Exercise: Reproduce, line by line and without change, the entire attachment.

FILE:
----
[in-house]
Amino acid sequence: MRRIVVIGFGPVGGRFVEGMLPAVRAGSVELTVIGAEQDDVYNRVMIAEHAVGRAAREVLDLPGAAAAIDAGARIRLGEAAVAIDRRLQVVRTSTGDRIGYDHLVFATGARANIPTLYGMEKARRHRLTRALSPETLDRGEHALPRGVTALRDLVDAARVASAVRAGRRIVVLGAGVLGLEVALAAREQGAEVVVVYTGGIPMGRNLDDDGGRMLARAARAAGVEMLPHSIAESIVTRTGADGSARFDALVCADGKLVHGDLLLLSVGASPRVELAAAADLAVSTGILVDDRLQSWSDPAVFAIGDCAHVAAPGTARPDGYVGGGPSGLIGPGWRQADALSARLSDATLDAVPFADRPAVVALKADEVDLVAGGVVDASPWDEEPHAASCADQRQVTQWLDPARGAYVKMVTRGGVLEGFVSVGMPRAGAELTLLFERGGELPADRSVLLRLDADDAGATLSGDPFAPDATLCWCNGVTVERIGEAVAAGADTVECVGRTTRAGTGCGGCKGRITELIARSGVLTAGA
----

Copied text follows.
[in-house]
Amino acid sequence: MRRIVVIGFGPVGGRFVEGMLPAVRAGSVELTVIGAEQDDVYNRVMIAEHAVGRAAREVLDLPGAAAAIDAGARIRLGEAAVAIDRRLQVVRTSTGDRIGYDHLVFATGARANIPTLYGMEKARRHRLTRALSPETLDRGEHALPRGVTALRDLVDAARVASAVRAGRRIVVLGAGVLGLEVALAAREQGAEVVVVYTGGIPMGRNLDDDGGRMLARAARAAGVEMLPHSIAESIVTRTGADGSARFDALVCADGKLVHGDLLLLSVGASPRVELAAAADLAVSTGILVDDRLQSWSDPAVFAIGDCAHVAAPGTARPDGYVGGGPSGLIGPGWRQADALSARLSDATLDAVPFADRPAVVALKADEVDLVAGGVVDASPWDEEPHAASCADQRQVTQWLDPARGAYVKMVTRGGVLEGFVSVGMPRAGAELTLLFERGGELPADRSVLLRLDADDAGATLSGDPFAPDATLCWCNGVTVERIGEAVAAGADTVECVGRTTRAGTGCGGCKGRITELIARSGVLTAGA